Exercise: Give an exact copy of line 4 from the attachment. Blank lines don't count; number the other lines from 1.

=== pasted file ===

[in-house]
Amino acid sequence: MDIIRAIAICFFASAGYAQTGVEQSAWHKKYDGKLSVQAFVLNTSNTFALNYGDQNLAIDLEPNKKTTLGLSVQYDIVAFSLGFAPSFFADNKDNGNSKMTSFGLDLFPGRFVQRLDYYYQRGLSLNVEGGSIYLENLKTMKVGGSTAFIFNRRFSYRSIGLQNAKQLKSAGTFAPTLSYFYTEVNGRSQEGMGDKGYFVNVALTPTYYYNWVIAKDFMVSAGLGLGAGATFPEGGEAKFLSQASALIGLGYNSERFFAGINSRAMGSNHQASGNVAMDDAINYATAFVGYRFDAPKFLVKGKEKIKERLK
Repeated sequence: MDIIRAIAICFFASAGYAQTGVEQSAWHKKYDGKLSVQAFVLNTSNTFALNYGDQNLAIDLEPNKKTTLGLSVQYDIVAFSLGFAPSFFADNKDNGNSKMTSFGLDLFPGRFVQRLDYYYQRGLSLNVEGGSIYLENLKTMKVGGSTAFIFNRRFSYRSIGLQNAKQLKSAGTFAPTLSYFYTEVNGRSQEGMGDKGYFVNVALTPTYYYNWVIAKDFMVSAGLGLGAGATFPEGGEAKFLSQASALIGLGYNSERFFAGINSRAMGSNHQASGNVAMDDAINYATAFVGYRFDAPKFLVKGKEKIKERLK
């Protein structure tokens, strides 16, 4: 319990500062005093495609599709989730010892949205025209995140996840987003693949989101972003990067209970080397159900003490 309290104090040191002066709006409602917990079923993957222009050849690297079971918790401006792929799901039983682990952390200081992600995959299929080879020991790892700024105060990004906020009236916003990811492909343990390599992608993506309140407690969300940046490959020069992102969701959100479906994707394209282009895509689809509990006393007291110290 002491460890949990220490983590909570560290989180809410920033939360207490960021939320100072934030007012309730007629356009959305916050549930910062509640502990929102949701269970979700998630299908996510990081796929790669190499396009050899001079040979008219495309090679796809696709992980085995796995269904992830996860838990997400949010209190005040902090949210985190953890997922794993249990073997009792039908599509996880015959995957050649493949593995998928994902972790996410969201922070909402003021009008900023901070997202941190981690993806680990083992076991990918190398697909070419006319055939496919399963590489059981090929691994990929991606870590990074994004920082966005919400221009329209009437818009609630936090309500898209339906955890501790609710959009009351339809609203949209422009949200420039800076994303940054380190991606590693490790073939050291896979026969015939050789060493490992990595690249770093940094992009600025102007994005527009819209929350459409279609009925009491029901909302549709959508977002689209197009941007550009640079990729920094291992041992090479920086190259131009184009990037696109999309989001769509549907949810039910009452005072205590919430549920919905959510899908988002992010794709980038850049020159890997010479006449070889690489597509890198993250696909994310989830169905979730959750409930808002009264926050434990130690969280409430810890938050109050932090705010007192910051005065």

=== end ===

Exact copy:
């Protein structure tokens, strides 16, 4: 319990500062005093495609599709989730010892949205025209995140996840987003693949989101972003990067209970080397159900003490 309290104090040191002066709006409602917990079923993957222009050849690297079971918790401006792929799901039983682990952390200081992600995959299929080879020991790892700024105060990004906020009236916003990811492909343990390599992608993506309140407690969300940046490959020069992102969701959100479906994707394209282009895509689809509990006393007291110290 002491460890949990220490983590909570560290989180809410920033939360207490960021939320100072934030007012309730007629356009959305916050549930910062509640502990929102949701269970979700998630299908996510990081796929790669190499396009050899001079040979008219495309090679796809696709992980085995796995269904992830996860838990997400949010209190005040902090949210985190953890997922794993249990073997009792039908599509996880015959995957050649493949593995998928994902972790996410969201922070909402003021009008900023901070997202941190981690993806680990083992076991990918190398697909070419006319055939496919399963590489059981090929691994990929991606870590990074994004920082966005919400221009329209009437818009609630936090309500898209339906955890501790609710959009009351339809609203949209422009949200420039800076994303940054380190991606590693490790073939050291896979026969015939050789060493490992990595690249770093940094992009600025102007994005527009819209929350459409279609009925009491029901909302549709959508977002689209197009941007550009640079990729920094291992041992090479920086190259131009184009990037696109999309989001769509549907949810039910009452005072205590919430549920919905959510899908988002992010794709980038850049020159890997010479006449070889690489597509890198993250696909994310989830169905979730959750409930808002009264926050434990130690969280409430810890938050109050932090705010007192910051005065």